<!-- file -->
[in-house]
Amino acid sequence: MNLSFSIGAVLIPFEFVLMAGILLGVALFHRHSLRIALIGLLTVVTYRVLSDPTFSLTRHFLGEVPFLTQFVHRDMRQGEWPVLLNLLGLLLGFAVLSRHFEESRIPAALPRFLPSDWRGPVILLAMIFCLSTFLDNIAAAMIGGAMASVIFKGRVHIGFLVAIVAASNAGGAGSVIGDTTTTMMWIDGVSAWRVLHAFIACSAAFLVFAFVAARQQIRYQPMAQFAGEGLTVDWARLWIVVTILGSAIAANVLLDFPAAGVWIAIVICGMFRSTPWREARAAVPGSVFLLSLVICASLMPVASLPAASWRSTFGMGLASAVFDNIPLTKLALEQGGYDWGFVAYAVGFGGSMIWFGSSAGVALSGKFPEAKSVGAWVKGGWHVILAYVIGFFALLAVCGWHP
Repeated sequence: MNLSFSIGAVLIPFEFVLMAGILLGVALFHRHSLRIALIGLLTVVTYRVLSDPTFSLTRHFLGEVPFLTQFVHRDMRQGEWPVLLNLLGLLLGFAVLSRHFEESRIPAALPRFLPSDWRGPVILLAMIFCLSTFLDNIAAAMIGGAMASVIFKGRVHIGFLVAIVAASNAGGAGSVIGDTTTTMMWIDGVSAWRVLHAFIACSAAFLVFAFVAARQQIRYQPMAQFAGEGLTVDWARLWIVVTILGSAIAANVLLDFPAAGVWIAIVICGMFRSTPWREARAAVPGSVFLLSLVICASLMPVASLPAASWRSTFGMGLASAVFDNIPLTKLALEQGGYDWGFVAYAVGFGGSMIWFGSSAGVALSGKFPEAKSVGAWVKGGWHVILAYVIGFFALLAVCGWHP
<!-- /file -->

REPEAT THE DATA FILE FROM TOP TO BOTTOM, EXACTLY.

[in-house]
Amino acid sequence: MNLSFSIGAVLIPFEFVLMAGILLGVALFHRHSLRIALIGLLTVVTYRVLSDPTFSLTRHFLGEVPFLTQFVHRDMRQGEWPVLLNLLGLLLGFAVLSRHFEESRIPAALPRFLPSDWRGPVILLAMIFCLSTFLDNIAAAMIGGAMASVIFKGRVHIGFLVAIVAASNAGGAGSVIGDTTTTMMWIDGVSAWRVLHAFIACSAAFLVFAFVAARQQIRYQPMAQFAGEGLTVDWARLWIVVTILGSAIAANVLLDFPAAGVWIAIVICGMFRSTPWREARAAVPGSVFLLSLVICASLMPVASLPAASWRSTFGMGLASAVFDNIPLTKLALEQGGYDWGFVAYAVGFGGSMIWFGSSAGVALSGKFPEAKSVGAWVKGGWHVILAYVIGFFALLAVCGWHP
Repeated sequence: MNLSFSIGAVLIPFEFVLMAGILLGVALFHRHSLRIALIGLLTVVTYRVLSDPTFSLTRHFLGEVPFLTQFVHRDMRQGEWPVLLNLLGLLLGFAVLSRHFEESRIPAALPRFLPSDWRGPVILLAMIFCLSTFLDNIAAAMIGGAMASVIFKGRVHIGFLVAIVAASNAGGAGSVIGDTTTTMMWIDGVSAWRVLHAFIACSAAFLVFAFVAARQQIRYQPMAQFAGEGLTVDWARLWIVVTILGSAIAANVLLDFPAAGVWIAIVICGMFRSTPWREARAAVPGSVFLLSLVICASLMPVASLPAASWRSTFGMGLASAVFDNIPLTKLALEQGGYDWGFVAYAVGFGGSMIWFGSSAGVALSGKFPEAKSVGAWVKGGWHVILAYVIGFFALLAVCGWHP